If you want to use a broadband connection based on fiber optics, you can choose between FTTX products and VDSL vectoring in Germany. Vectoring is an extension of VDSL technology that uses both fiber optics and the copper cable that is classic for DSL tariffs and is available in more and more areas. FTTX (“Fiber To The …”) stands for fiber optic Internet, with the X acting as a placeholder for various connection options. Availability and Internet speed vary depending on the type, which is why it is important to compare advantages and disadvantages as well as the costs involved.
- With the help of fiber optic lines, VDSL vectoring is intended to eliminate transmission loss through copper cables.
- Supplying households with fiber optics is expensive for providers and is more vulnerable than copper lines.
- VDSL vectoring is an alternative to cable internet with high transmission rates and is known as a temporary solution.
What does VDSL vectoring and FTTX mean?
Fiber optic cables transmit data using optical signals and guarantee maximum speed with the greatest possible spatial independence from distribution stations. Because of these properties, fiber optic cables form the backbone of German communication networks and are also crucial for VDSL vectoring and FTTX solutions. VDSL and FTTN (“Fiber To The Node / Curb”) use fiber optic lines on the route from the provider to the local cable distributor and copper cables on the last section to the consumer. These few hundred meters may cost users a large part of the maximum possible transmission rate – a situation that one would like to eliminate with the introduction of VDSL vectoring.
FTTB (“Fiber To The Basement”) avoids this problem by laying fiber optic cables right down to the basement and only using copper cables inside the house. Anyone who would like to use this small section based on fiber optics and thus the full bandwidth of the fiber optic cable can use FTTH (“Fiber To The Home”). FTTH stands for a fiber optic connection from the network operator to the consumer and thus for maximum Internet performance and the latest fiber optic expansion.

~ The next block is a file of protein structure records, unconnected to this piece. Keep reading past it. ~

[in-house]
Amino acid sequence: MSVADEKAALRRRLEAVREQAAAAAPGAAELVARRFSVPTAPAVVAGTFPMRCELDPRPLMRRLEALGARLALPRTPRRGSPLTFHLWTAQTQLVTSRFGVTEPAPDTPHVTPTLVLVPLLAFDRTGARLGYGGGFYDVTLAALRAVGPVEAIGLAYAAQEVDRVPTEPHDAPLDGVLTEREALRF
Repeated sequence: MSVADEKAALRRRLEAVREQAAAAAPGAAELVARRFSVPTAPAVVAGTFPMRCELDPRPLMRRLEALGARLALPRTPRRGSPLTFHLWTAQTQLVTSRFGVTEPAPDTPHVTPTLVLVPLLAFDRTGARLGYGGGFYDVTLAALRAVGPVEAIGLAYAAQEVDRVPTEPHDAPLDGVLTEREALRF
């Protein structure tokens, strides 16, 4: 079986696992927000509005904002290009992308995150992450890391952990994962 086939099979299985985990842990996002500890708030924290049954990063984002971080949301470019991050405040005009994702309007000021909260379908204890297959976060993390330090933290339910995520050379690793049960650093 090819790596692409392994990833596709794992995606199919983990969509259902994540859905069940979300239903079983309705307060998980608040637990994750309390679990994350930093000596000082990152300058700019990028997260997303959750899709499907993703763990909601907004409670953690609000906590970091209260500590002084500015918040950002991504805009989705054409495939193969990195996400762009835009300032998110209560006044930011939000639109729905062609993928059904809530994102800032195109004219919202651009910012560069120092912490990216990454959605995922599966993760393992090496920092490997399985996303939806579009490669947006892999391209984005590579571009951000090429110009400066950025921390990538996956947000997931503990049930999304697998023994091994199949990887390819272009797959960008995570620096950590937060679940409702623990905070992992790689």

What are the advantages of fiber optics? Something against?
Internet via fiber optic offers advantages in terms of stability and speed: over 1000 Mbit / s are possible. In addition, consumers can count on high-speed Internet almost regardless of the distance to the local cable distributor and, thanks to large bandwidth reserves, use the network technology of the future today. Through increased expansion, 75 percent of German households should be provided with fast broadband internet in the next few years. However, consumers who want to find out about the availability of fiber optics can already benefit from FTTX solutions and their faster and future-proof fiber optic technology.
Despite all the advantages, it should be noted that fiber optic expansion is associated with high costs for providers: the provider has to spend an average of around 2400 euros to supply a household directly with fiber optic technology. In addition, as a material, glass fiber is more susceptible to damage than the good old copper cable and (in contrast to ISDN) cannot conduct electricity, which in the event of a power failure would make it impossible for the provider to provide an emergency power supply to maintain the telephone connection. Furthermore, telephony with fiber optics is operated via VoIP (Voice over IP), so that consumers can be exposed to factors that impair the line, such as high latency.
Advantages and disadvantages of vectoring
According to abbreviationfinder, VDSL vectoring is an extension of the existing VDSL2 technology, which is why it also uses fiber optic lines up to the local cable distributor and only bridges the last section to the end customer with a copper cable. As a result, vectoring offers consumers Internet speeds of up to 100 Mbit / s – a multiple of conventional DSL tariffs. In addition, compared to pure fiber optic solutions such as FTTB and FTTH, vectoring requires significantly lower expansion costs, as it is based on some of the existing VDSL technology. In the medium term, vectoring is to serve as an intermediate step to pure fiber optic connections and also represents the basis for the G.fast standard promoted by Deutsche Telekom, with which transmission rates of up to 1000 Mbit / s are to be made possible.
Even if vectoring is described as an interim solution and criticized because of the central control it requires, it is a serious alternative to cable internet. Against this background, it is understandable that vectoring is attracting more and more interest and is taken into account by consumers when choosing their broadband connection should be.